their vehicles. They also come to you. Other than their cell phone number you are
    letting strangers into your home. They will see your possessions, security setup and
    like any good dog seller, ask what happens to the puppy if you are not home. Now
    you have given them a timeline when no one is home.
   The federal law is not being enforced. The CDC not USDA monitors Rabies in
    imported pets, but its regulations neither require a health screen nor evaluation for
    specific zoonosis prior to shipping. The CDC dose not have enough inspectors for all
    the ports of entry, leaving it up to customs and border protection who have no
    Veterinary training .
   CDC requires a confinement agreement to be signed for puppies too young for
    Rabies vaccinations. From Jan 6, 2006 to Sep 2007 , 5100 were signed at just 15
    out of the 20 quarantine stations. In 2006 alone 4000 agreements were violated .
    (see agreement attachment) Puppies must be kept isolated from all other animals
    and humans (other than limited to a caretaker) for the entire agreement . Fine is 1 yr
    in prison and up to a $200,000 fine. If a person should die $500,000. per violation .
   Almost all puppies were put up for sale as soon as they landed
   This year they are amending the regulations to make the law easier to enforce. The
    new regulations should be up and going by 2013
How to not fall prey to illegal
importer
   Never meet a puppy seller anyplace except at their home or business
   If they give you an address and when you arrive it is not a home (park, side street) do
    not buy the puppy and get the license plate of the vehicle transporting the puppy.
   If you do go to the home, if it is in a residential area, be very suspicious, if they have
    several puppies (esp. if many breeds) and don’t have the parents.
   Multiple puppy selling is only legal with a permit as a pet shop or kennel. Only
    puppies bred and raised at a private home is legal in most area and usually restricted
    to 1 litter per year per female (3 litters ) . In areas requiring breeder permits (Los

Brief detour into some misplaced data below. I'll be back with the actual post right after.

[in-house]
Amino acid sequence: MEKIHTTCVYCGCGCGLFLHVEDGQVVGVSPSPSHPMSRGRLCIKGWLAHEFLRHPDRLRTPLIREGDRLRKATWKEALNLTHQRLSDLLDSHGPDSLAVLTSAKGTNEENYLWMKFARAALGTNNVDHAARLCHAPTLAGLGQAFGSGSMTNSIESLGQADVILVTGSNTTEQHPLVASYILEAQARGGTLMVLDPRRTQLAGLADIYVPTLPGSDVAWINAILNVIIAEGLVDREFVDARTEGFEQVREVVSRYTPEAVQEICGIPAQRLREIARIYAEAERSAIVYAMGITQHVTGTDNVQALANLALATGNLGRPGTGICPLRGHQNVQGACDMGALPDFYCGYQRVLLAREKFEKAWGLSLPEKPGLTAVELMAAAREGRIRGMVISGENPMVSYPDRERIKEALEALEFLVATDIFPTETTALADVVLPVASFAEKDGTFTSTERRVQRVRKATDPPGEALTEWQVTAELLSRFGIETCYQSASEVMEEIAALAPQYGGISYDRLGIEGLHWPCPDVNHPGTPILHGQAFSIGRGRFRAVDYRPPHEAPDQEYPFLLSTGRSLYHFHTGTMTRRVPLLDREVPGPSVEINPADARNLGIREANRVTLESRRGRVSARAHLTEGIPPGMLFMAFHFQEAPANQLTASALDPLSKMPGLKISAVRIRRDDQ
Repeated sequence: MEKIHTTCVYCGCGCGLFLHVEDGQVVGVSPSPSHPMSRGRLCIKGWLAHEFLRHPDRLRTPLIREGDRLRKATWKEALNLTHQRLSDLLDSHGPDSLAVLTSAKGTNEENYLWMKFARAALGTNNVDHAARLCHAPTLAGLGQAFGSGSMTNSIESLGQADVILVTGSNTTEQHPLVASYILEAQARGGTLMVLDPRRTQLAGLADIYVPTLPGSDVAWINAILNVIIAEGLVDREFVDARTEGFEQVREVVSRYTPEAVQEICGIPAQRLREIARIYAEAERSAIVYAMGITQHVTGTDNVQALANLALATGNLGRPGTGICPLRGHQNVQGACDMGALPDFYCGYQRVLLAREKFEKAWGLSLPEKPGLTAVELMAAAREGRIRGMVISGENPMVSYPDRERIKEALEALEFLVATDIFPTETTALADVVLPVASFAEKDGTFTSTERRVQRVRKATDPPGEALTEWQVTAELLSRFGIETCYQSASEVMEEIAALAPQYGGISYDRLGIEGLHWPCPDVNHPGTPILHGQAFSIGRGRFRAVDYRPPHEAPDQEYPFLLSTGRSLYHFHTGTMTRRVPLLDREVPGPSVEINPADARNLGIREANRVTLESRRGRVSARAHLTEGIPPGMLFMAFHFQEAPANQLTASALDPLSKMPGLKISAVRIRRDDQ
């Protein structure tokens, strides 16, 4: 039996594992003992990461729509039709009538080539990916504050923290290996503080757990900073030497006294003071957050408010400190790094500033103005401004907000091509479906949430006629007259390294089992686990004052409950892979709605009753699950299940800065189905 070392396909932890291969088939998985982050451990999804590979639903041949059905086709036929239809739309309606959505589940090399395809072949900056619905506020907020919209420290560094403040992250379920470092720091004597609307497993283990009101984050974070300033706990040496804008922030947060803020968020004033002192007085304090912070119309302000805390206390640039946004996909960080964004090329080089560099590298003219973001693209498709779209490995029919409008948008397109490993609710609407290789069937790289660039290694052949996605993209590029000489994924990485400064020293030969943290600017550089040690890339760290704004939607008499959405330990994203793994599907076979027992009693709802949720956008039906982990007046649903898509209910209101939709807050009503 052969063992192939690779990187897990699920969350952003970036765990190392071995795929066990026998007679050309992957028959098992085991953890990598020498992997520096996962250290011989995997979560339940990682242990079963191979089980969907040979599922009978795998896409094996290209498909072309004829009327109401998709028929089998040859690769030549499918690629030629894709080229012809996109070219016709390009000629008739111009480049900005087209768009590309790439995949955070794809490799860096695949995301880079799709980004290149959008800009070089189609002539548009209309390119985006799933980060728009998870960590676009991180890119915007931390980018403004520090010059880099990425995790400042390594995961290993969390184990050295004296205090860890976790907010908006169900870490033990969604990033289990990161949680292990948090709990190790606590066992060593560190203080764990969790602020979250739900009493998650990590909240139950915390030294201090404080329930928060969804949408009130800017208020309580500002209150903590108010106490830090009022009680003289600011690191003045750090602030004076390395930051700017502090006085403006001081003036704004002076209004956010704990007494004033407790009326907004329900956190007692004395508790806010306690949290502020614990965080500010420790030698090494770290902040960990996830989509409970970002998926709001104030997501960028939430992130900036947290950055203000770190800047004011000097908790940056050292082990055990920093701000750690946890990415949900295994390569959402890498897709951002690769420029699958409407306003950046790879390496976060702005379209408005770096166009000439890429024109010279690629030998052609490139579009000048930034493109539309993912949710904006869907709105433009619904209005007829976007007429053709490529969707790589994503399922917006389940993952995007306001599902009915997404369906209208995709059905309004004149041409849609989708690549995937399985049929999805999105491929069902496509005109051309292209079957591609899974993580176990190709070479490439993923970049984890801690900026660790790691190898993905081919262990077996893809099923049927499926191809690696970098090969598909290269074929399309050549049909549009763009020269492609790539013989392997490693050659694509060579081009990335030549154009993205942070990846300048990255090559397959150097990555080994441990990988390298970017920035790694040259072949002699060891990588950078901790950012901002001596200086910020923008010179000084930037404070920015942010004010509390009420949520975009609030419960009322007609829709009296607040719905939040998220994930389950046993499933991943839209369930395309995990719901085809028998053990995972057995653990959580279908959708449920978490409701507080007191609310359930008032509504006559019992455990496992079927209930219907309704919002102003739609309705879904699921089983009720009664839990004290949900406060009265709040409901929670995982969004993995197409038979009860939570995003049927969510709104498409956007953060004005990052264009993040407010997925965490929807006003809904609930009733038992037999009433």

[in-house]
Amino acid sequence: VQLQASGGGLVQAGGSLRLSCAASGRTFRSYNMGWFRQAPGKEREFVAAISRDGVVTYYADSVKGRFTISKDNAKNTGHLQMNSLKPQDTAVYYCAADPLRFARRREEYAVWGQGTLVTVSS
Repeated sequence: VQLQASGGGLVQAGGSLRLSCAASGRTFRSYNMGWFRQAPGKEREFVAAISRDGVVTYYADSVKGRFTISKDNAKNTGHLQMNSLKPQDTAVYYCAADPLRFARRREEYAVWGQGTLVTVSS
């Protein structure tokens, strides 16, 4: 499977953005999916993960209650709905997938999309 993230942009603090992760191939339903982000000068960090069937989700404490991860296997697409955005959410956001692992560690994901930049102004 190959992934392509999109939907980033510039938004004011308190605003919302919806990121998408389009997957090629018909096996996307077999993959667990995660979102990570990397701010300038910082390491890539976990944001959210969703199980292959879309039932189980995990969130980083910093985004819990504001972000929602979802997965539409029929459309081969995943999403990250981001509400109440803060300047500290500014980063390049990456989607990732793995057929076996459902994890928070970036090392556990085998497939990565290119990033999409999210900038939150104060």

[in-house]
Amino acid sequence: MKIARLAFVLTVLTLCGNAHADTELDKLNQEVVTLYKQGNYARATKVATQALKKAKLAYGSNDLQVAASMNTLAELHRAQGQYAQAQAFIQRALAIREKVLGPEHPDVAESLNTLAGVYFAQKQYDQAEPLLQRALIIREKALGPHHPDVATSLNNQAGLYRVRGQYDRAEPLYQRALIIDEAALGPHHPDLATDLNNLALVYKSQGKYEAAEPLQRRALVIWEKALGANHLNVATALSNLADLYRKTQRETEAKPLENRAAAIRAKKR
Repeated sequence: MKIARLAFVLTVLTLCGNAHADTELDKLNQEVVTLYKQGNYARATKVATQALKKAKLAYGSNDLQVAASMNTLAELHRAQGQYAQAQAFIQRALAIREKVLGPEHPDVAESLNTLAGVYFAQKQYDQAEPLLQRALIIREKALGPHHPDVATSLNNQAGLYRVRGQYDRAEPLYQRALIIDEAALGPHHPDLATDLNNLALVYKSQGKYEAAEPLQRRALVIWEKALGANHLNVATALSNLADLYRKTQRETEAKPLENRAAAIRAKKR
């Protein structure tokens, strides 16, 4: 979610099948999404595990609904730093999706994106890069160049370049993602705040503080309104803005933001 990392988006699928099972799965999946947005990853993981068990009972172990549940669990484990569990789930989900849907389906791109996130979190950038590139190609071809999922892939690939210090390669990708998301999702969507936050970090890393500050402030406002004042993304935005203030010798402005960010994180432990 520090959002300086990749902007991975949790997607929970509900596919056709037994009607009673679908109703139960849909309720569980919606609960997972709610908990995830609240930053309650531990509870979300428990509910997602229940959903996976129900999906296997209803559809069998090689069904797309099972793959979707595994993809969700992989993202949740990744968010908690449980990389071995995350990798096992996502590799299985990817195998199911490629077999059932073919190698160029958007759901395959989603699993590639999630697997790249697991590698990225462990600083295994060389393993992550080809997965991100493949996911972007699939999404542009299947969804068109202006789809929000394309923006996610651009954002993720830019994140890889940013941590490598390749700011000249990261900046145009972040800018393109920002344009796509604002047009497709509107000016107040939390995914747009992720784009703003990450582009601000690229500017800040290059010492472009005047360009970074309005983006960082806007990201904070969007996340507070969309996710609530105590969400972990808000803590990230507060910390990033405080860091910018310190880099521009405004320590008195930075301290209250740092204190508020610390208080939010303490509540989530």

Angeles) only one litter per year/
   Ask who their Veterinarian is prior to visiting the puppies
   Kennel permits are issued in M1 and M2 areas and in RA areas. The permit should
    be posted . Pet shops are found in malls and regular retail store areas, Never in
    residential areas .
   Don’t be fooled by nice web sites , or “excuses” as to why they don’t have the
    parents. Or that imports are special , far better them those bred in the USA
   Be very suspicious of mix puppies (designer ), and T Cups, When many puppies are
    available for sale payment is by cash only without option of a major credit card .
   If registered ask to see a copy of the parent’s American registration. Those vetted and
    approved in Los Angeles are : United Kennel Club (UKC), American Kennel Club
    (AKC) Continental KC (CKC) American Dog Breeders Assn, Australian Shepherd
    Club of America, Dog Registry of America ,and American Rare Breed Assn.
Links on this topic
   La County Border Puppy Taskforce letter to the Veterinarians:
   http://admin.publichealth.lacounty.gov/vet/docs/BorderPuppiesPubHlth.pdf

   Inside the Black Market: Puppy Smuggling (DVM 360 Newsmagazine)

   http://veterinarynews.dvm360.com/dvm/Veterinary+news/Inside-the-black-
    market/ArticleStandard/Article/detail/662872

   States Crack Down on Puppy Mills (DVM 360)

   http://veterinarynews.dvm360.com/dvm/Veterinary+news/Breed-
    wars/ArticleStandard/Article/detail/658787

   Rabid puppy imported to Netherlands (Not the USA but very informative )

   http://www.eurosurveillance.org/ViewArticle.aspx?ArticleId=20112